Citation: Mitchell SL, Miller SC, Teno JM, Kiely DK, Davis RB, Shaffer ML. Prediction of 6-month survival of nursing home residents with advanced dementia using ADEPT vs hospice eligibility guidelines. JAMA. 2010;304(17):1929-1935.
Residents Concerned about How New ACGME Duty-Hour Restrictions Will Impact Patient Care and Education
Clinical question: How do residents believe the forthcoming revised ACGME Rules for Supervision and Duty Hours will impact their residency?
Background: On July 1, revised ACGME duty-hour rules go into effect, limiting PGY-1 residents to 16-hour duty periods and PGY-2 and above to 28 hours. The effect these recommendations will have on patient care and resident education is unknown.
Study design: Twenty-question electronic, anonymous survey.
Setting: Twenty-three medical centers in the U.S., including residents from all disciplines and years in training.
Synopsis: Twenty-two percent of residents responded to the survey (n=2,521). Overall, 48% of residents disagreed with this statement: “Overall the changes will have a positive effect on education,” while only 26% agreed. Approximately half of those surveyed agreed that the revisions would improve their quality of life, but the same percentage also believed the revisions would increase the length of their residencies.
Residents reacted negatively to the idea that the proposed changes would improve patient safety and quality of care delivered, promote education over service obligations, and prepare them to assume senior roles. In free-text comments, residents expressed concerns about an increased number of handoffs and decreased continuity of care.
While the sample size is large and diverse, results of this survey can be affected by voluntary response bias and, therefore, could be skewed toward more extreme responses (in this case, more negative responses). The wide distribution of the responses suggests this might not be the case.
Bottom line: Residents do not believe the new requirements—though they could improve their quality of life—will positively impact patient care and education.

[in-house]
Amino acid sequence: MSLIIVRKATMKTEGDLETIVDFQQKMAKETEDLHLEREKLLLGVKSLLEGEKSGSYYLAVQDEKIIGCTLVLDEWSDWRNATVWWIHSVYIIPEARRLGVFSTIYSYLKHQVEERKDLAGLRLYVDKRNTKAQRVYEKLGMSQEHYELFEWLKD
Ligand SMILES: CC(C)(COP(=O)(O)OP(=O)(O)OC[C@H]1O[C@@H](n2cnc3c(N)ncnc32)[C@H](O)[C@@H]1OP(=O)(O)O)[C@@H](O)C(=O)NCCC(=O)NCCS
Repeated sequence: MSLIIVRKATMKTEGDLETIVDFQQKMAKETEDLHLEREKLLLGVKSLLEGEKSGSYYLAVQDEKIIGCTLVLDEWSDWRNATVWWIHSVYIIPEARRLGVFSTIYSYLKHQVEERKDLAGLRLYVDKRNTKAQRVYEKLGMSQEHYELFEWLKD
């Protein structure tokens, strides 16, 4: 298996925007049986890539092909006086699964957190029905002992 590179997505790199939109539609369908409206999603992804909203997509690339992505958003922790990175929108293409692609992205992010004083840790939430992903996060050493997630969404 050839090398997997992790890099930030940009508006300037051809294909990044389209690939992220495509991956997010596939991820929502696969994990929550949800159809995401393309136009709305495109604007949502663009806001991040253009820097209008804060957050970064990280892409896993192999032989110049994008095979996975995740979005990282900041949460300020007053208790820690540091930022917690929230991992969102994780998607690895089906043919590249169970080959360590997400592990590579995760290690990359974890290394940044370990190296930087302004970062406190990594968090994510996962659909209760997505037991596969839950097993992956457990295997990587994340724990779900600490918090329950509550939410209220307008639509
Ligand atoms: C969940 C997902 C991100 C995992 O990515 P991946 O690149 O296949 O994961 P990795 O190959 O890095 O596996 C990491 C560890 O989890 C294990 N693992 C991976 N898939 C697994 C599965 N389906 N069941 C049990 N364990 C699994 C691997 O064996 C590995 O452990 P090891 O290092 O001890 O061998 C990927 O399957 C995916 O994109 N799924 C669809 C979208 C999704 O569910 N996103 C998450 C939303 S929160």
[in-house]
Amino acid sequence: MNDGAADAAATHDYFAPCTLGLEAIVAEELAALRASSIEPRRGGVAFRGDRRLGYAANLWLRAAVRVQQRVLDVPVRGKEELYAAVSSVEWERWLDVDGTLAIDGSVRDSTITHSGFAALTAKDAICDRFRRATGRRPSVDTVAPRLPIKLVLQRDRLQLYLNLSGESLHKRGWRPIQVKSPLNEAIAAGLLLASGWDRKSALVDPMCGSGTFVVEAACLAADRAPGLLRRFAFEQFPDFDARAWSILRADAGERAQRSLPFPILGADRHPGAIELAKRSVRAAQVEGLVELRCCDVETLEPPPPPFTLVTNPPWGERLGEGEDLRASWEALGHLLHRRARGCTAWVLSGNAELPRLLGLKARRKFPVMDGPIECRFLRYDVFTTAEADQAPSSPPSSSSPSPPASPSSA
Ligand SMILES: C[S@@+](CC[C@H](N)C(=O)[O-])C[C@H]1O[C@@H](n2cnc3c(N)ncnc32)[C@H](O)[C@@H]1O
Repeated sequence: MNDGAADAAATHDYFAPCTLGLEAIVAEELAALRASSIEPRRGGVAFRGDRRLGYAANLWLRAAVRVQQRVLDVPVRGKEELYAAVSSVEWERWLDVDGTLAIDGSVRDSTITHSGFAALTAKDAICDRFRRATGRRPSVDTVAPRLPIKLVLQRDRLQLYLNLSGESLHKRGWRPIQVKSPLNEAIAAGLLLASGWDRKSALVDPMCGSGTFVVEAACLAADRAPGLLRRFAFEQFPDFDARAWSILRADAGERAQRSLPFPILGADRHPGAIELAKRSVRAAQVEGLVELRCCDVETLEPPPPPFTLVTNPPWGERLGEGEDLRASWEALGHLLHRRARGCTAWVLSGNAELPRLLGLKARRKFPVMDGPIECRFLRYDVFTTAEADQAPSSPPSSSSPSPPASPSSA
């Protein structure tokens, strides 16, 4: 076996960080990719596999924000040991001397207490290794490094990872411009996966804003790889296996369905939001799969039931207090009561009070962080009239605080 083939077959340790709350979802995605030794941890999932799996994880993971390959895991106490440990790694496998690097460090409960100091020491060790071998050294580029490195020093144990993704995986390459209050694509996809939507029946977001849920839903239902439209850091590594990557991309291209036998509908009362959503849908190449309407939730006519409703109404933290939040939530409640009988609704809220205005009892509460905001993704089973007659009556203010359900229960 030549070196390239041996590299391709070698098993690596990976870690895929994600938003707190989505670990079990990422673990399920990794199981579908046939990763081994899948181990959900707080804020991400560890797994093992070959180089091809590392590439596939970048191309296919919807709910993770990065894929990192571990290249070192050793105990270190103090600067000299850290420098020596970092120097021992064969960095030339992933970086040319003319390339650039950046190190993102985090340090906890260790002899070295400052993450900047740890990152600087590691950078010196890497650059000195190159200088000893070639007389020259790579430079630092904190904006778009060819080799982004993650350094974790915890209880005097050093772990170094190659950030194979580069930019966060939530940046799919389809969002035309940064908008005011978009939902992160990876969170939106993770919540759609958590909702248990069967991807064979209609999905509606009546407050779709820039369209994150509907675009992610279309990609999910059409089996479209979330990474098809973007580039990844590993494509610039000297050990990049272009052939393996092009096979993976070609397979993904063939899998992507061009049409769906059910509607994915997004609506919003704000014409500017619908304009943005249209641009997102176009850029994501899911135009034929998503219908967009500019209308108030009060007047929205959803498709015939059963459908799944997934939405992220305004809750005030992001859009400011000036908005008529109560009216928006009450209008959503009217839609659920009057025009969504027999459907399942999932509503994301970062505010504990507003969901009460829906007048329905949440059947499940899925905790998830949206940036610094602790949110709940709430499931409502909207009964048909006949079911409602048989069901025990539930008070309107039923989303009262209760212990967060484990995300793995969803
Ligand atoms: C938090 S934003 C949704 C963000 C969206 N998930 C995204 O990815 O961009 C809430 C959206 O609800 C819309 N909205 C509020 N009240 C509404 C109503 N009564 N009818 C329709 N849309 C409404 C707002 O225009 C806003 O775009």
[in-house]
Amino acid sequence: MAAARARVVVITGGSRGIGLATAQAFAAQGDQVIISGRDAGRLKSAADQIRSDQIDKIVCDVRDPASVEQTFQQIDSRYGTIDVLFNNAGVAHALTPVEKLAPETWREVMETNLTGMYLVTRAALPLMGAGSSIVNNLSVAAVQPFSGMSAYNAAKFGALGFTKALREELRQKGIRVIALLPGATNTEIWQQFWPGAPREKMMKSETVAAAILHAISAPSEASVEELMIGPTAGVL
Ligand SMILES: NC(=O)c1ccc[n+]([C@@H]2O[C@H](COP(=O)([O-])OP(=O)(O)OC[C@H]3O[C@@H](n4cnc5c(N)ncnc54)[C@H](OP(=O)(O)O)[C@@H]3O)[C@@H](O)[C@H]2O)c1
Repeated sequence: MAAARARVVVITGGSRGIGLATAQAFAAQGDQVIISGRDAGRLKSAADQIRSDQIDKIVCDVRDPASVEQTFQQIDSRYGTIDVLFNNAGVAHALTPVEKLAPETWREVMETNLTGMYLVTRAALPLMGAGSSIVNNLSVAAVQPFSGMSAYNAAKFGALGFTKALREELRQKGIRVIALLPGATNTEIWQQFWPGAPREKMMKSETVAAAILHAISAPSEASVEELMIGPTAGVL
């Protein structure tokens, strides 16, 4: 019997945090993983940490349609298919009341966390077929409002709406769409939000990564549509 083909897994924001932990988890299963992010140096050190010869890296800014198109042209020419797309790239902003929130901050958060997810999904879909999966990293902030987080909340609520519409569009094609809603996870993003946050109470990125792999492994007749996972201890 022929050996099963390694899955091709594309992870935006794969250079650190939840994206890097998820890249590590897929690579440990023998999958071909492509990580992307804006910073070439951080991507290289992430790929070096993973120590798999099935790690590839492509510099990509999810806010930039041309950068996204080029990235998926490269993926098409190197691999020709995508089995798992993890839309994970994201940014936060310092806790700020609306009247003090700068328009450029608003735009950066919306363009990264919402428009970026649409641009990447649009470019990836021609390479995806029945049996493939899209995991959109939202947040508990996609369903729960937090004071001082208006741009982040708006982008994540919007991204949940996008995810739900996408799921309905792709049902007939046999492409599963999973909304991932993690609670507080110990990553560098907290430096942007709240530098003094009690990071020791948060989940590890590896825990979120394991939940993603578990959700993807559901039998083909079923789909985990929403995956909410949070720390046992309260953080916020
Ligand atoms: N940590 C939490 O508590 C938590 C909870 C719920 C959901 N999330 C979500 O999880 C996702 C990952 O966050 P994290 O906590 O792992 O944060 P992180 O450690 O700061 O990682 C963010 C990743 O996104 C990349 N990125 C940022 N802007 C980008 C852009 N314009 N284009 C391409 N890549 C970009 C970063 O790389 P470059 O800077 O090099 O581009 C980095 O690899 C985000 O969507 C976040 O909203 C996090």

Citation: Drolet BC, Spalluto LB, Fischer SA. Residents’ perspectives on ACGME regulation of supervision and duty hours—a national survey. N Engl J Med. 2010;363(23):e34(1)-e34.
Decision Rule Might Help Clinicians Decide When to Order Renal Ultrasound to Evaluate Hospitalized Patients with Acute Kidney Injury
Clinical question: Can a clinical prediction rule aid clinicians in deciding when to order a renal ultrasound (RUS) in hospitalized patients with acute kidney injury?
Background: RUS routinely is obtained in patients admitted with acute kidney injury (AKI) to rule out obstruction as a cause of AKI. It is not known if this test adds any additional information in the routine evaluation of AKI and if obtaining the test is cost-effective.
Study design: Cross-sectional study.
Setting: Yale-New Haven Hospital in Connecticut.
Synopsis: This study evaluated 997 inpatients with AKI who underwent RUS. Outcome events were RUS identification of hydronephrosis (HN) or hydronephrosis requiring intervention (HNRI). The patients were divided into two samples: 200 in derivation sample and 797 in validation sample. The derivation sample was used to identify specific factors associated with HN. Seven clinical variables were identified and were used to create three risk groups: low, medium, and high.